I had promised myself that I would not write anything more about my upcoming book "My Tank is Fight!" until it was much closer to its release. Members of my mailing list had been clamoring for an update for a while and I thought I would write one. Turns out when we relocated our servers our tech guy managed to lose all of the mailing list info including over 6,000 subscribed email addresses. Whoops! He has taken care of getting the mailing list back up, sans subscriptions. Since having that mailing list is pretty important for getting the word out about the book, I come here hat in hand, and beg that those of you who had subscribed head to the sub-site and re-subscribe. If you're just hearing about the book for the first time, well, you're welcome to subscribe as well.
"My Tank is Fight!" is a humorous look at 20 odd inventions from the Second World War. It includes a detailed development history, capabilities and a smidge of pulp action in the telling of a fictitious deployment of the invention. It has been a wild ride working on this book and it's not quite over yet. I finished my first draft in January and handed my edited version in at the beginning of May. The only thing left for me to do at this point is approve the galleys when they come from the publisher. That will be my last chance to make alterations.
The book has been a collaborative effort. Josh Hass and Mike Doscher, my color and black & white artists, have been with me nearly the whole way. Jim Boswell coordinated the fantastic cover design with Josh and Suji Allen created a template for the interior layout for the publisher to reproduce throughout.
For those of you who missed out on the booklist, here is a sample of Josh's work in the form of an animated GIF.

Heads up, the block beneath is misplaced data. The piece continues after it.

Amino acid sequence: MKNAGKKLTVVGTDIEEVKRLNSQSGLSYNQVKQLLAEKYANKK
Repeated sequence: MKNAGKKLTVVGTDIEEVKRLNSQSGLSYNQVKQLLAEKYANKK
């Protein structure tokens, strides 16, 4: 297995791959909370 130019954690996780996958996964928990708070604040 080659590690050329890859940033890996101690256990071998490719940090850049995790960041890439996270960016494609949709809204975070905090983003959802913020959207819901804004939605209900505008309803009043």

Look closely at that GIF and you can see the incredible attention to detail and the many revisions he went through with each color plate. Those aren't even all of the revisions. Speaking of attention to detail, Mike Doscher, responsible for the many complicated illustrations in black and white seen throughout the book, was also great to work with.
Pretty cool, in my opinion. Last on the art front, here's a peek at Josh and Jim's collaborative work on the cover:
I've seen test prints of the cover and they're awesome. The publisher saw the quality of the art and decided to go with raised text for the title. It looks extremely cool.
I thought I might finish up by including a sample of the fiction element of the book. Keep in mind that this excerpt is a rough draft version of the text, so it's probably missing about 500 commas. Try to guess the name of the invention being covered in the chapter from which this excerpt was taken.
6:12 AM February 26, 1945
Operation BLOCKBUSTER, Lincoln and Welland Regiment, 1st Battalion
Six Kilometers Northwest of the Hochwald Gap
"Poking around Project Cyclone." The American in a 1st Infantry Division lieutenant's dress uniform tossed a folder onto the dining room table.
"Shouldn't you be with your division?" R.E. Lincoln grinned and reached for his pipe, then realized they had confiscated it along with his notebooks.
"Spelunking at the London Gun site." The man tossed another folder onto the table. "That got you sent up to Patton. I believe he threatened to shoot you before sending you back towards the Channel coast."
"That incident was blown totally out of proportion."
"We thought we were rid of you when we shipped you back to England," another folder joined the growing pile, "but you went on that little sight-seeing flight with the RAF and your plane had to put down…where was it?"
"Tantoville." The faux-lieutenant opened the final folder. "That was three goddamn days ago. How did you get mixed up with the Canadians that fast?"
"A reporter never reveals his methods." R.E. sipped at the tepid cup of tea his host had so generously provided.
"That's a magician." The man flipped the last folder closed and tossed it onto the pile. "Hell, maybe the OSS should hire you."
"Is the pay good?" The question prompted the otherwise unflappable lieutenant to furrow his brow.
"The question now," the man leaned in, "is what does the United States government do with a bear that keeps getting caught with his paw in the beehive?"